NATO has the luxury at present of being in a situation where it faces few if any present WMD threats, except from Russia. Russia is not treated as an enemy, but as a partner, so in listening to Russian security concerns, NATO can manage nuclear and other matters with Russia as it has done for decades.

Such threats as could emerge elsewhere are currently susceptible to elimination through a sustained programme of engagement between Allies and their neighbours. This would include a dialogue on mutual threat perceptions and how to eliminate possible threats. The problem for NATO is that this would likely include the removal of US nuclear weapons from Europe, and an end to NATO's insistence that nuclear weapons are 'essential' for the defence of the Alliance. Something, they have not yet shown a willingness to do.


NATO continues to take a cautious approach to missile defence issues. The imprint of the Bush administration is clear in this area, and it will be interesting to see how the Alliance position on the European deployment of the US strategic missile defence system alters once President-Elect Obama takes power. As noted in a previous post (here) it is likely that Bush administration efforts to deploy a radar and interceptors in the Czech Republic and Poland will slow or stop next year.

For the meantime, the Allies punted the question of actual NATO support for integrating theatre and strategic defences into 2009, while allowing strong enough language in the communiqué for the Americans, Poles and the Czechs to say that the Alliance supports their actions – although Ministers only ‘noted’ the bilateral agreements now signed.

In reality, many in NATO are extremely concerned about the adverse effect that these unilateral American actions have had on relations with Russia, and are deeply skeptical about the benefits of missile defences.

The truth is that there are no new missile threats to most of the Alliance, and that if NATO were to systematically and seriously engage in security talks with countries like Iran that have indigenous missile programmes, it is likely that emerging threats could be neutered by they become concrete. In any case, deploying an untested version of a missile defence interceptor to Poland, as part of a system that has failed a majority of the tests that have been carried out, would do nothing to enhance European security. Congress has recognized this and has already prohibited deployment of interceptors and radar to Europe until the system has passed ‘operationally realistic tests’. This runs counter to the Bush administration’s approach of ‘spiral development’, where missile interceptors that were known not to work were deployed in Alaska a few years ago in the hope that eventually, with enough tests and changes to the system it could be made to work eventually.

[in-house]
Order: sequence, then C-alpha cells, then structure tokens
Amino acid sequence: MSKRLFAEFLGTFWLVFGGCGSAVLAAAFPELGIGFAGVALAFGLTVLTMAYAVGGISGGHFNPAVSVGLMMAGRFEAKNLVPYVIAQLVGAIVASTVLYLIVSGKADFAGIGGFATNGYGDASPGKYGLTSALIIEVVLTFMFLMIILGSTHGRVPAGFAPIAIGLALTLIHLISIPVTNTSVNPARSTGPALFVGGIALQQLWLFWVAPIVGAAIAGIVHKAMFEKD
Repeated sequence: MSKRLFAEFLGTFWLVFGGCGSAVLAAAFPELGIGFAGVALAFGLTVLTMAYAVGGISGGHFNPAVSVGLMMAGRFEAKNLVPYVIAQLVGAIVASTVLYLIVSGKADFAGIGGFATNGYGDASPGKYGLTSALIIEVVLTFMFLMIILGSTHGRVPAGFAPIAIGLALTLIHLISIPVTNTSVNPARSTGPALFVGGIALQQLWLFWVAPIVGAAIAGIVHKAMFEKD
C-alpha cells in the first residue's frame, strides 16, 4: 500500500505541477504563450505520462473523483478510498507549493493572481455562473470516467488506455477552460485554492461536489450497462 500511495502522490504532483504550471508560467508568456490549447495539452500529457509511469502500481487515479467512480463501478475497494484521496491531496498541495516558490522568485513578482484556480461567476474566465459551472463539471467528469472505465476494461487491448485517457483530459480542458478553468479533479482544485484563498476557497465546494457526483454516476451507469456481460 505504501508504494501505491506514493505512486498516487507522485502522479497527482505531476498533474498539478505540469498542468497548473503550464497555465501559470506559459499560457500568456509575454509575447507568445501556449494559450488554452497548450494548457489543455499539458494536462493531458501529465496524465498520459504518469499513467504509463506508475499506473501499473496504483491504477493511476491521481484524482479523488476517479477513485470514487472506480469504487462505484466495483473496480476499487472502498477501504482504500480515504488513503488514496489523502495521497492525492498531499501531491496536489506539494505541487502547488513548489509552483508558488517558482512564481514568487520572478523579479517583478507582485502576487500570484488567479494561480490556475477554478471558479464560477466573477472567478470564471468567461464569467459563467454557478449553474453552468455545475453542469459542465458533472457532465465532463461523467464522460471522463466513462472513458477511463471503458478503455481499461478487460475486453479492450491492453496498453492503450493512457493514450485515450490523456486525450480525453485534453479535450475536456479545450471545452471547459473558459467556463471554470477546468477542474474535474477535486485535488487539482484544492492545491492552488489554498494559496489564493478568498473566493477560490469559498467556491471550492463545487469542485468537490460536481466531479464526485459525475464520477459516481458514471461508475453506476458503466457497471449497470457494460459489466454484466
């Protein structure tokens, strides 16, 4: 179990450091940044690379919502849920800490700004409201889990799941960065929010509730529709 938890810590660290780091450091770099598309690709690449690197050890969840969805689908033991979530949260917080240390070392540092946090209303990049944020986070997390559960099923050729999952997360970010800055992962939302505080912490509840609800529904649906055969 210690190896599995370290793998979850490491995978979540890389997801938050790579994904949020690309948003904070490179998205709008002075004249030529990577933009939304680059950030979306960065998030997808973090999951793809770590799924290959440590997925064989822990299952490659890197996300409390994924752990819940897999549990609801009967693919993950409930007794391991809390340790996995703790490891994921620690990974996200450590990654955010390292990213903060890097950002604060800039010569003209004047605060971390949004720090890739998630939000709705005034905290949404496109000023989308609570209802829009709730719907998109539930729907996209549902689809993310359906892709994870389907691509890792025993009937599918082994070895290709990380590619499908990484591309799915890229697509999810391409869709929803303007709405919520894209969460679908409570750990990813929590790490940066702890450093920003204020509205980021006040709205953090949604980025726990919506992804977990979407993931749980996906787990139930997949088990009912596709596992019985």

For the record, this is what Ministers said on BMD:

Ballistic missile proliferation poses an increasing threat to Allies’ forces, territory, and populations. Missile defence forms part of a broader response to counter this threat. We therefore recognise the substantial contribution to the protection of Allies from long-range ballistic missiles to be provided by the planned deployment of European-based United States missile defence assets. As tasked at the Bucharest Summit, we are exploring ways to link this capability with current NATO missile defence efforts as a way to ensure that it would be an integral part of any future NATO-wide missile defence architecture. Bearing in mind the principle of indivisibility of Allied security as well as NATO solidarity, Allies took note of progress on the development of options for a comprehensive missile defence architecture to extend coverage to all European Allied territory and populations not otherwise covered by the United States system for review at our 2009 Summit to inform any future political decision. As all options include the planned deployment of European-based United States missile defence assets, we note as a relevant development the signature of agreements by the Czech Republic and the Republic of Poland with the United States regarding those assets. As Defence Ministers did at their Budapest Ministerial in October 2008, we also noted today the plan to complete the analysis of options for a comprehensive missile defence architecture by the Defence Ministerial in Krakow in February 2009. A report on these options will be presented to Heads of State and Government for review at their next Summit. We continue to support the work underway to strengthen missile defence cooperation between Russia and NATO, and remain committed to maximum transparency and reciprocal confidence building measures to allay any concerns, as stated at the Bucharest Summit. We also encourage Russia to take advantage of United States missile defence cooperation proposals and we remain ready to explore the potential for linking United States, NATO and Russian missile defence systems at an appropriate time.

Wednesday, 3 December 2008

End of Day One